Whether you know it as the “fourth industrial revolution” or industry 4.0, there is no denying that a fundamental shift in the supply chain is changing the way manufacturing and distribution industries operate. These sectors must undertake major digital transformations to remain competitive. Most strategies go beyond simple automation and straightforward technology implementation. A recent article by Deloitte breaks down the variety of digital platforms and infrastructures associated with Industry 4.0. These innovations vary from 3D printers and sensor technologies to telepresence robotics and global connectivity systems.
Leading senior executives know that implementing digital improvements to business processes is the key to growth. Most are already integrating machine learning or wearable technologies, or have these transformation methods on their strategic digital roadmap.
Artificial intelligence/robotized supply chain
The automation of the supply chain is not a new revelation. Manufacturers and distributors have been implementing robotic process automation (RPA) solutions to allow for more advanced processing for some time. RPA uses extensive parallel processing power, advanced algorithms and massive data sets to process tasks. Robotizing key business processes requires minimal human intervention, optimizing efficiency and allowing staff to be refocused on profit generating tasks. Supply chain executives have already started implementing RPA or are planning to invest in this technology due to its overall scalability of productivity.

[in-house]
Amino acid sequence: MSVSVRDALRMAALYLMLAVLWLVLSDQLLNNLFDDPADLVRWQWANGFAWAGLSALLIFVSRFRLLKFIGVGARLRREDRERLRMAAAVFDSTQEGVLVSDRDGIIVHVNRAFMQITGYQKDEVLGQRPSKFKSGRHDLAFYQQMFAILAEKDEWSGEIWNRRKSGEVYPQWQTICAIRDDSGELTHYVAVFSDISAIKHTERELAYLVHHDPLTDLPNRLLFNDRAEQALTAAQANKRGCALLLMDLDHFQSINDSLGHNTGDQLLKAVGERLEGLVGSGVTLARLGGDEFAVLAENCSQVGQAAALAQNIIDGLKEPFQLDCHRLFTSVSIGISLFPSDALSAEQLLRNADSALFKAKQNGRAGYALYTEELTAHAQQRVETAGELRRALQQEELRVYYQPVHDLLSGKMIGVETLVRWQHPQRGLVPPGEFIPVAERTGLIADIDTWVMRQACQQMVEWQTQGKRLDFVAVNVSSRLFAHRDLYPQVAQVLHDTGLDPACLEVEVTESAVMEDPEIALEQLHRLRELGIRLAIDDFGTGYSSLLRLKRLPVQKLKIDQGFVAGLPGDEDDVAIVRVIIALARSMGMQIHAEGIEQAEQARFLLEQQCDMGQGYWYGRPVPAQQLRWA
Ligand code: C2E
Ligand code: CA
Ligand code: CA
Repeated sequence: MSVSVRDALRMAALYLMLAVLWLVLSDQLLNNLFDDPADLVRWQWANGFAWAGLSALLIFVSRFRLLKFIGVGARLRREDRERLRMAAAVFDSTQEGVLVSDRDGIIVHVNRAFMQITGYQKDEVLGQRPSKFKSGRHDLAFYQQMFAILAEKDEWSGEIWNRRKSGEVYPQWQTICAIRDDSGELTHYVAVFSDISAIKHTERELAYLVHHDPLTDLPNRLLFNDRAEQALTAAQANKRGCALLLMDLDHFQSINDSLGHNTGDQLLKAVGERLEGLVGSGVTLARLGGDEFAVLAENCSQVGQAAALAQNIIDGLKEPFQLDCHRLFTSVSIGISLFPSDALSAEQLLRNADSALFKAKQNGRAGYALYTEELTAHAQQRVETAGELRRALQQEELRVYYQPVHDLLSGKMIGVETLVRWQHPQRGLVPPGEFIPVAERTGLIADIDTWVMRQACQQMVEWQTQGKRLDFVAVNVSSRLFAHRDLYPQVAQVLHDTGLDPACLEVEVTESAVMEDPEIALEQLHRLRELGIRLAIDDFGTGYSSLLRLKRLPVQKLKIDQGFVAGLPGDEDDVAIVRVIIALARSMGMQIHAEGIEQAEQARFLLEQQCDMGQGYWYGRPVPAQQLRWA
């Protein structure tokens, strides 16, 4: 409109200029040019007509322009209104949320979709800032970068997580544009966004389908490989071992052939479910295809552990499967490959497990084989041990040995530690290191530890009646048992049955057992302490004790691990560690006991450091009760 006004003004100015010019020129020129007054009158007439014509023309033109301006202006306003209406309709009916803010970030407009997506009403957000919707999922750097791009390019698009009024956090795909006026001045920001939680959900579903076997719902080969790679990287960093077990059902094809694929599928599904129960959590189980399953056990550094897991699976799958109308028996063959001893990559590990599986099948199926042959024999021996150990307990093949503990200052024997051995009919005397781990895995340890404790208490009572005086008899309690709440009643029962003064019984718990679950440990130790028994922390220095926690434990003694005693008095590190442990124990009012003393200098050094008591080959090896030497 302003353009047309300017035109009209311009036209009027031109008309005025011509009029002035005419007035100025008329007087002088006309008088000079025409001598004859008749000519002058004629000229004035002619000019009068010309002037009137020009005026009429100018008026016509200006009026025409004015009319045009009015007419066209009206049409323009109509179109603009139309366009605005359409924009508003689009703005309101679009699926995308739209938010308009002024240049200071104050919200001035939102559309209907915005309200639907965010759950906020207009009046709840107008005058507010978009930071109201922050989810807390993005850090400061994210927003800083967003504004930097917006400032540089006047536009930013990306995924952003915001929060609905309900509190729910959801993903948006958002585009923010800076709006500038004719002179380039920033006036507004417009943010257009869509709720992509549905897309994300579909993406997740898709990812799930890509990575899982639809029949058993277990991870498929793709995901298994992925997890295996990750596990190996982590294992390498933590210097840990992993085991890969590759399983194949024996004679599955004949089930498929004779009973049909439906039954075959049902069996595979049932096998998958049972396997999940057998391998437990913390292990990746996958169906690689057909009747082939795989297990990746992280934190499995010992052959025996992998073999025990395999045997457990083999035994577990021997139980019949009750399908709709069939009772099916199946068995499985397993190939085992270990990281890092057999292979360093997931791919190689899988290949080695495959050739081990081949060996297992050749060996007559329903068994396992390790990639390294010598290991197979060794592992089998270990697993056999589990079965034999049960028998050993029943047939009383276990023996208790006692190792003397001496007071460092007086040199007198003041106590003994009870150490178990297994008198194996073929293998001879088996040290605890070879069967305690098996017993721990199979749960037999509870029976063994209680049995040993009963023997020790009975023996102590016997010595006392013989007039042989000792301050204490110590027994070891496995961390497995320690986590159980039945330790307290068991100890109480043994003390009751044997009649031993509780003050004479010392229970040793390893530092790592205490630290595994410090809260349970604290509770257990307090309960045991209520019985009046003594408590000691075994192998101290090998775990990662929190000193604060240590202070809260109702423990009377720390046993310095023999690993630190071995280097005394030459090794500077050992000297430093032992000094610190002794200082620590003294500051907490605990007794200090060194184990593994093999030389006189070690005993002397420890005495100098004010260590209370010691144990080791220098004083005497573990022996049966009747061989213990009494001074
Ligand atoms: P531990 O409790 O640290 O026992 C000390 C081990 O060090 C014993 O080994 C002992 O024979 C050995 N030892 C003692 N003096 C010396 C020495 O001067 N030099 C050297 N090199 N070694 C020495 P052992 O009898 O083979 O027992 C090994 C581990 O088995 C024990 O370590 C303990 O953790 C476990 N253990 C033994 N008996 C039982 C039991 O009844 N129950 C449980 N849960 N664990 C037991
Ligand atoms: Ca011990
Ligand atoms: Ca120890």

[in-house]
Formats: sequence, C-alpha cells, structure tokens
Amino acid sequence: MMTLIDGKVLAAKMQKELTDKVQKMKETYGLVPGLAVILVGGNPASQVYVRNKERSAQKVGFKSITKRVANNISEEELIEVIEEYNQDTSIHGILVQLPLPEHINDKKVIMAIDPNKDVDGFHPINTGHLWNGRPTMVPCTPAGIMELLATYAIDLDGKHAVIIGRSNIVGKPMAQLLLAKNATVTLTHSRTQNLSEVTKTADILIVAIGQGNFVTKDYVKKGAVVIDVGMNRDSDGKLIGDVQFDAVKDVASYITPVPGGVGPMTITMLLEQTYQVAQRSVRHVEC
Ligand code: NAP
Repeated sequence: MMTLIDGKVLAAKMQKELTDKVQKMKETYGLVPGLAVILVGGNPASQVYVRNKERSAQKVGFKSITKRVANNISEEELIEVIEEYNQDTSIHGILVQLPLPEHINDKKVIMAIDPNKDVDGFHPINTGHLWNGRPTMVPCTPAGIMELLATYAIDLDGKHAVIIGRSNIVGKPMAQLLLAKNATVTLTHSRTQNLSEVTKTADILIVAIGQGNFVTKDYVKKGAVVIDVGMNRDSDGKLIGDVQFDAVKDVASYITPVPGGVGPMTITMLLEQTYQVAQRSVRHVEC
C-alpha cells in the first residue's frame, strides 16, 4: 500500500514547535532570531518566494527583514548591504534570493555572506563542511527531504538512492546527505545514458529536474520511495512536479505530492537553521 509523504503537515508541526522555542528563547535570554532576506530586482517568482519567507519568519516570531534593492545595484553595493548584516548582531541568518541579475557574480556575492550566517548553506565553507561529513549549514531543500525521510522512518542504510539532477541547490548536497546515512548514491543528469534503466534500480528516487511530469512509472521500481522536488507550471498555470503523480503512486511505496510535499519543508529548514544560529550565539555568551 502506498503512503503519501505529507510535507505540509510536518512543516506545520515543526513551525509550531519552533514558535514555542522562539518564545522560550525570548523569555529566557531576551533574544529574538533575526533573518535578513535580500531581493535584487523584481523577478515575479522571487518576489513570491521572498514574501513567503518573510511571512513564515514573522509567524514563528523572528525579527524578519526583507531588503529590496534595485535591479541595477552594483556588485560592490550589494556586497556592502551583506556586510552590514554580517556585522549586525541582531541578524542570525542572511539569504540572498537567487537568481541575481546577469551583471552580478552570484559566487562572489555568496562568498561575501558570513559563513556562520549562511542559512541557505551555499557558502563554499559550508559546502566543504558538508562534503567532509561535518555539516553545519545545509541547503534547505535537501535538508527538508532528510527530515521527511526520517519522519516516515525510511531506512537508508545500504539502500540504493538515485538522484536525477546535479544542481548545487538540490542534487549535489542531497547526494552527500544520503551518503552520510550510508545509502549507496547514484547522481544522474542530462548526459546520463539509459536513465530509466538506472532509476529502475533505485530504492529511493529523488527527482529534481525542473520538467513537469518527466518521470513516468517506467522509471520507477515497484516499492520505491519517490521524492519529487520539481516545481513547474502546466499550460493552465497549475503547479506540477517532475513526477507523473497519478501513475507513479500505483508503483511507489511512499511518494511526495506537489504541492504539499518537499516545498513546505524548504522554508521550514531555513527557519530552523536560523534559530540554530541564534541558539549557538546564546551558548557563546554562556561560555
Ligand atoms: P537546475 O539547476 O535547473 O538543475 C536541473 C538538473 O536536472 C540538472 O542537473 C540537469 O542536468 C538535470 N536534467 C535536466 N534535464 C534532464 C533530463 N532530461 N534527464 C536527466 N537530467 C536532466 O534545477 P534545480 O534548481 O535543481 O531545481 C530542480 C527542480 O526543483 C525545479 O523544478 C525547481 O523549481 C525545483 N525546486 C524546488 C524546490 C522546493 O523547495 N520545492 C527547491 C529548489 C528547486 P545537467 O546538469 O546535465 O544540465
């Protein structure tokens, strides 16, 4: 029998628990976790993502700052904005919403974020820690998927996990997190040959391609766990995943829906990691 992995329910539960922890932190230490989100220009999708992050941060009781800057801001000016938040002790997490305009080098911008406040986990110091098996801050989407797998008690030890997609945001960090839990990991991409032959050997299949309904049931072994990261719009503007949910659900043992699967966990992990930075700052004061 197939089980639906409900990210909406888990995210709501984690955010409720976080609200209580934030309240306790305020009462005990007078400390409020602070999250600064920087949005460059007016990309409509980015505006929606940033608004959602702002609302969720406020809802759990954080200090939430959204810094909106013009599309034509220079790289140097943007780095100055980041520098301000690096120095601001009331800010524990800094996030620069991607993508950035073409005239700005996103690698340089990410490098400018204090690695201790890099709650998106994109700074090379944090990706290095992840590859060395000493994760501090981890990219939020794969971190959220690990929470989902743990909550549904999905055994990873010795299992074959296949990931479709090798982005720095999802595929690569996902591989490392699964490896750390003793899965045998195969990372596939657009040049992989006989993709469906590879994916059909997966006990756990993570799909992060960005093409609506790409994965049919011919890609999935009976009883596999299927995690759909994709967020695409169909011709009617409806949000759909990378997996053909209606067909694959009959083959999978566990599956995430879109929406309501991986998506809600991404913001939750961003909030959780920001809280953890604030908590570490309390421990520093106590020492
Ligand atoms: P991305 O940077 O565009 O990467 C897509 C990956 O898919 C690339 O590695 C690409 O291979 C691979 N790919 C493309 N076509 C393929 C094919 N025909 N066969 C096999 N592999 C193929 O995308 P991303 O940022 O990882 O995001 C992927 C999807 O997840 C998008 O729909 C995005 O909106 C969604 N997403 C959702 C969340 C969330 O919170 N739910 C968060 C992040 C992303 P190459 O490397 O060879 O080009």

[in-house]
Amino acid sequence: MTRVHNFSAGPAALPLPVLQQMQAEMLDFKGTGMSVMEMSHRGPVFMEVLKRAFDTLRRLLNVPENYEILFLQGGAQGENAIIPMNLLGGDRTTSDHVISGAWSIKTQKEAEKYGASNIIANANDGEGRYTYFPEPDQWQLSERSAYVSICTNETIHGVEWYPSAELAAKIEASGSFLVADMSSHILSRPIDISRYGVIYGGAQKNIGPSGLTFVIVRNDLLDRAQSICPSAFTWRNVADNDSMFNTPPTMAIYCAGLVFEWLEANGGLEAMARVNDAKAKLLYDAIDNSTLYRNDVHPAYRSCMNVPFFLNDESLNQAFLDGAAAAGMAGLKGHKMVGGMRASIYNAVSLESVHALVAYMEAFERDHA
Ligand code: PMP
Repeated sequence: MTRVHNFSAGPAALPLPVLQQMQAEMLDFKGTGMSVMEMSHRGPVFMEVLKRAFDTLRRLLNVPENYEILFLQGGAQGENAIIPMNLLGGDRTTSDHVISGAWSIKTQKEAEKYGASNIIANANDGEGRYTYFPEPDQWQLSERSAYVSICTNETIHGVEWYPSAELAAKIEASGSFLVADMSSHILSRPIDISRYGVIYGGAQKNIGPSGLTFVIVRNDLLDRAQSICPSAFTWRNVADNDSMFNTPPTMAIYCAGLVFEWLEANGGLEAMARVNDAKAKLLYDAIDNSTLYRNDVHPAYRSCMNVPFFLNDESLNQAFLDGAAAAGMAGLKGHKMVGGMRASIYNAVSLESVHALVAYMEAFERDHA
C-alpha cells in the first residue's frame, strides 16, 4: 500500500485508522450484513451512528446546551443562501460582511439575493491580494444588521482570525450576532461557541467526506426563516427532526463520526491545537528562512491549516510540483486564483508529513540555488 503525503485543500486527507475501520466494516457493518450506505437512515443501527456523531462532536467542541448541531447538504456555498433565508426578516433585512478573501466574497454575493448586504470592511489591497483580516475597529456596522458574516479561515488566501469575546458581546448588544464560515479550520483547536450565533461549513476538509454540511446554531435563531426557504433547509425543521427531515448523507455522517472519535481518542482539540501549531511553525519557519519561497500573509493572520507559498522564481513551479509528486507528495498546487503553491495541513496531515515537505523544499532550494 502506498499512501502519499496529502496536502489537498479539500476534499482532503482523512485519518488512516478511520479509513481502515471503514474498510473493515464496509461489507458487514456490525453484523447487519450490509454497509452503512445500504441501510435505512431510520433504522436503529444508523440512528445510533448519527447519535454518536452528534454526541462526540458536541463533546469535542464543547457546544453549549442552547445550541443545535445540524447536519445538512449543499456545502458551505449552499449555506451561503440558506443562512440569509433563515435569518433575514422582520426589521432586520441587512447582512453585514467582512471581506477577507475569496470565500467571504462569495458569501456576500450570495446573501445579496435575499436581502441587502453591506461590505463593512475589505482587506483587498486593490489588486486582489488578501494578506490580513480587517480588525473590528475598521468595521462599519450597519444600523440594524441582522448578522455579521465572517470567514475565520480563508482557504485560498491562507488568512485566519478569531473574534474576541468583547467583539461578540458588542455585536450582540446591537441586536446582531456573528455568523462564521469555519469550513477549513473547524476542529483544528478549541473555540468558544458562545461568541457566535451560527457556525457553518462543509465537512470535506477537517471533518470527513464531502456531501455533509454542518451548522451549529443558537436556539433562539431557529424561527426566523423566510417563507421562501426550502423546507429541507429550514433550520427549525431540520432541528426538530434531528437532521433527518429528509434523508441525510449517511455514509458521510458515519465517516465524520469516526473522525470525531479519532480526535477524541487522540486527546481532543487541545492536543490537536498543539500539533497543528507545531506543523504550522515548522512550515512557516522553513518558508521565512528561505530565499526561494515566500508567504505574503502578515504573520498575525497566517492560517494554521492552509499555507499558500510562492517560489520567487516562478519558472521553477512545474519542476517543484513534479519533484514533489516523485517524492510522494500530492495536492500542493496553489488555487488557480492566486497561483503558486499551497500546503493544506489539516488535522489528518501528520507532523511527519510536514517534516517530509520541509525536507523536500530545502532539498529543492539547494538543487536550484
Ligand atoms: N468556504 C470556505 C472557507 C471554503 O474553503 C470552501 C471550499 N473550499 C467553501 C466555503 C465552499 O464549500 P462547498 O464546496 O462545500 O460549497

From voice command technology linking to Enterprise Resource Planning (ERP) software that manages inventory, to smart glasses that assist in picking and eliminating visual search, wearable technology is beneficial to many areas of the supply chain business. With a warehouse productivity increase of 30%, it is clear why this process has seen such a dramatic increase in usage over the past few years.
Artificial Intelligence and Wearable Technology are seen as pillars of digital transformation. An upgrade of legacy platforms was critical to the implementation of these innovations. IT infrastructure now requires connectivity and collaboration with immediate access and processing. Companies that are integrating digital transformations have to first upgrade to cloud-based platforms to operate in this digital ecosystem.